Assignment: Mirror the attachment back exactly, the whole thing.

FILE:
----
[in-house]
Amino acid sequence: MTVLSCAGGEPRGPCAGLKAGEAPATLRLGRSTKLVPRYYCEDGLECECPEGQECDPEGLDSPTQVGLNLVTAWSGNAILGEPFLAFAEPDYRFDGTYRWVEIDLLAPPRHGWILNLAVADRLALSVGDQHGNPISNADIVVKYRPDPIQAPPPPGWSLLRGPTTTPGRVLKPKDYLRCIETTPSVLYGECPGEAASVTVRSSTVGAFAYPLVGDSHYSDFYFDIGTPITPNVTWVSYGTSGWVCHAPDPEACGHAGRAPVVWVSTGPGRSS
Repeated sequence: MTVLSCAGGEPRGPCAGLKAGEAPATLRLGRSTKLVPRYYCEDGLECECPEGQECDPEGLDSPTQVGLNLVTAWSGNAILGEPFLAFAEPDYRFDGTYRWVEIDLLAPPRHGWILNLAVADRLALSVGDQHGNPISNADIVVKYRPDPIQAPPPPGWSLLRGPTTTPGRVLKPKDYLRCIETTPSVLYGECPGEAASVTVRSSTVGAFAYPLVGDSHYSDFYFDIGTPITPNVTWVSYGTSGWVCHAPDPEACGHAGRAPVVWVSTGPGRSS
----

[in-house]
Amino acid sequence: MTVLSCAGGEPRGPCAGLKAGEAPATLRLGRSTKLVPRYYCEDGLECECPEGQECDPEGLDSPTQVGLNLVTAWSGNAILGEPFLAFAEPDYRFDGTYRWVEIDLLAPPRHGWILNLAVADRLALSVGDQHGNPISNADIVVKYRPDPIQAPPPPGWSLLRGPTTTPGRVLKPKDYLRCIETTPSVLYGECPGEAASVTVRSSTVGAFAYPLVGDSHYSDFYFDIGTPITPNVTWVSYGTSGWVCHAPDPEACGHAGRAPVVWVSTGPGRSS
Repeated sequence: MTVLSCAGGEPRGPCAGLKAGEAPATLRLGRSTKLVPRYYCEDGLECECPEGQECDPEGLDSPTQVGLNLVTAWSGNAILGEPFLAFAEPDYRFDGTYRWVEIDLLAPPRHGWILNLAVADRLALSVGDQHGNPISNADIVVKYRPDPIQAPPPPGWSLLRGPTTTPGRVLKPKDYLRCIETTPSVLYGECPGEAASVTVRSSTVGAFAYPLVGDSHYSDFYFDIGTPITPNVTWVSYGTSGWVCHAPDPEACGHAGRAPVVWVSTGPGRSS